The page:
Teens and Independence
The goal of rearing children is to produce productive, responsible, and independent citizens that can live a successful, rewarding life. Often the challenge for parents is to learn to let go of their teens enough to foster independence, but not push them away too abruptly. Parents should begin early in childhood giving their children opportunities to gain competency and independence by allowing them to make some mistakes and experiment in certain safe situations. This not only builds a child’s self-esteem which is an invaluable asset to a maturing teen, but it conditions the parent in the art of letting go, which is sometimes very hard to do.
The Game of Tug-o-War
For parents and teenagers alike, the teen years have a definite push-and-pull feel to them. Teens desperately want to start doing things their own way, but are held back by a certain amount of fear. Parents also are caught up in the confusion and experience a host of their own perplexing emotions. In these years of ambivalence and uncertainty, many teens must go through a time of rebellion, defiance, moodiness, and restlessness. Here are some of the factors that contribute to upheaval in a teenager’s life:
* Changing body and fluctuating hormones
* Struggle with identity
* Peer pressure
* Social pressures
* Worry about being normal
* Increased interest in sex
Helping Teens Achieve Independence
Some of the defiant behavior that teenagers exhibit can be deflected by helping them gain the confidence to be responsible, autonomous adults. Gradual movement toward independence can be instrumental in building self-esteem and it can be accomplished through minimal effort.
* Give your teen time management lessons. Help them make a schedule that they can stick to. This teaches them the importance of punctuality and helps them develop skills involved in estimating the time it takes to get a project done.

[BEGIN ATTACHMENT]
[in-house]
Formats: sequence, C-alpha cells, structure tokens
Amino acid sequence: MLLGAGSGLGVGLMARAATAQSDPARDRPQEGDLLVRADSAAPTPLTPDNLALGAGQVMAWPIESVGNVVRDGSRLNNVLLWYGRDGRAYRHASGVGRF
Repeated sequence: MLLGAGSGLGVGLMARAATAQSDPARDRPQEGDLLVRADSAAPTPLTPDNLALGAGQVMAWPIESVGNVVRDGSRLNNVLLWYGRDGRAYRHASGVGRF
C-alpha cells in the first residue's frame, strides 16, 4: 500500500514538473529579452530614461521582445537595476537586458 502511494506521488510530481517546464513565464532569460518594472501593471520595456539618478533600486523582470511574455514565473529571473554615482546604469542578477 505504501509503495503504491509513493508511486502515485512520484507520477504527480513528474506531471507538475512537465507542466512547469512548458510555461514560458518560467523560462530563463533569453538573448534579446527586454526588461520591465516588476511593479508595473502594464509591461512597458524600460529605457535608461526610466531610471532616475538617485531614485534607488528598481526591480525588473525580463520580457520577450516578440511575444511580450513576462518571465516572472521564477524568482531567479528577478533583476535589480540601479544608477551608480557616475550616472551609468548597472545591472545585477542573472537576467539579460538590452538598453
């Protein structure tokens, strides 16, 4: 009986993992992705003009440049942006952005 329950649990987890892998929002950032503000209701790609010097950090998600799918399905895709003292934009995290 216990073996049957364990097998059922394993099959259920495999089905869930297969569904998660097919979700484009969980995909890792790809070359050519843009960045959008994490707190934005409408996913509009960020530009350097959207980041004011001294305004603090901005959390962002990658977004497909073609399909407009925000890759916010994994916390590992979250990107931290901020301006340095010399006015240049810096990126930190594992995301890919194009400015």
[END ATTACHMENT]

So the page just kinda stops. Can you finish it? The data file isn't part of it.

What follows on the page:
* Teach them financial skills. Lack of money sense is one of the first stumbling blocks an independent teen will run into in the real world .Without a sense of how to manage money, you can expect your teen to return home after a short time out on their own. It’s imperative that teens learn skills like how to balance a bank account and how to save money. Take teens shopping with you or let them help you pay bills in order to let them get an actual taste of what food and other commodities cost.
* Let them make mistakes. Toddlers learn to walk and run from falling down and getting back up and, as counter-intuitive as it may sound, teens learn from the mistakes they make. The challenge for a parent is to make sure that they experience consequences without putting them in harm’s way.
Parents often worry about erratic and unpredictable conduct in the teens, but behavior such as rebellion and resistance to authority are all a part of the natural passage of a teenager from dependent child to independent adult. Undesirable defiance and other oppositional behavior will naturally diminish as a teen assumes their new self-governing roles.